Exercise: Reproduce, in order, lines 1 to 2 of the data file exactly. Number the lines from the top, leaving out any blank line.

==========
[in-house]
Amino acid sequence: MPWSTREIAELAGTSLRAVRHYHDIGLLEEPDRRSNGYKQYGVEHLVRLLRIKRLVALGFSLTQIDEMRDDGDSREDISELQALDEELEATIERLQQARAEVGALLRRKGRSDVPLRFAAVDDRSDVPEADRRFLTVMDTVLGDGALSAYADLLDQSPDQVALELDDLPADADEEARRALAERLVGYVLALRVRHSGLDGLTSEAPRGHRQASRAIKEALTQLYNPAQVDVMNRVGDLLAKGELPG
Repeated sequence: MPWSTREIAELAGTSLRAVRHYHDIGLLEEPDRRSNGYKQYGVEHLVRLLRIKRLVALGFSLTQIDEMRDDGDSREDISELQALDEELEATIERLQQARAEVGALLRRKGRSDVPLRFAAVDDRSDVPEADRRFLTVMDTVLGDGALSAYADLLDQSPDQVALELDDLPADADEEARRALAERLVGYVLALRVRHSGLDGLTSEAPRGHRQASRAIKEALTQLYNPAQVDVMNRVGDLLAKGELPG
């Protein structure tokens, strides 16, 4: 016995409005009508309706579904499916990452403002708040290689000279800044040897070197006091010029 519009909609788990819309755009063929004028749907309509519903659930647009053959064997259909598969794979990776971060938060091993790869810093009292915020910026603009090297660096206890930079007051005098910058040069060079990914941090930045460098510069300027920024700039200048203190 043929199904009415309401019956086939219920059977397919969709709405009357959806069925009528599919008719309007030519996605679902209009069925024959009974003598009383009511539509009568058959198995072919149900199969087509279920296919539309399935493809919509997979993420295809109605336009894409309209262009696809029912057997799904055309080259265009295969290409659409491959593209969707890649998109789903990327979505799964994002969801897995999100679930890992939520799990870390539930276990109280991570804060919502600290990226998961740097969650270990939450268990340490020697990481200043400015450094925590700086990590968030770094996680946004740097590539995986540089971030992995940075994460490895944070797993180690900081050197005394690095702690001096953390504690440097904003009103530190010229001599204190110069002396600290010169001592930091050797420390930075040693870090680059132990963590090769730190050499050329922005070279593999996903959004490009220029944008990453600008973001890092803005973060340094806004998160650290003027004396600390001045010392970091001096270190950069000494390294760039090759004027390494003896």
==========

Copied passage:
[in-house]
Amino acid sequence: MPWSTREIAELAGTSLRAVRHYHDIGLLEEPDRRSNGYKQYGVEHLVRLLRIKRLVALGFSLTQIDEMRDDGDSREDISELQALDEELEATIERLQQARAEVGALLRRKGRSDVPLRFAAVDDRSDVPEADRRFLTVMDTVLGDGALSAYADLLDQSPDQVALELDDLPADADEEARRALAERLVGYVLALRVRHSGLDGLTSEAPRGHRQASRAIKEALTQLYNPAQVDVMNRVGDLLAKGELPG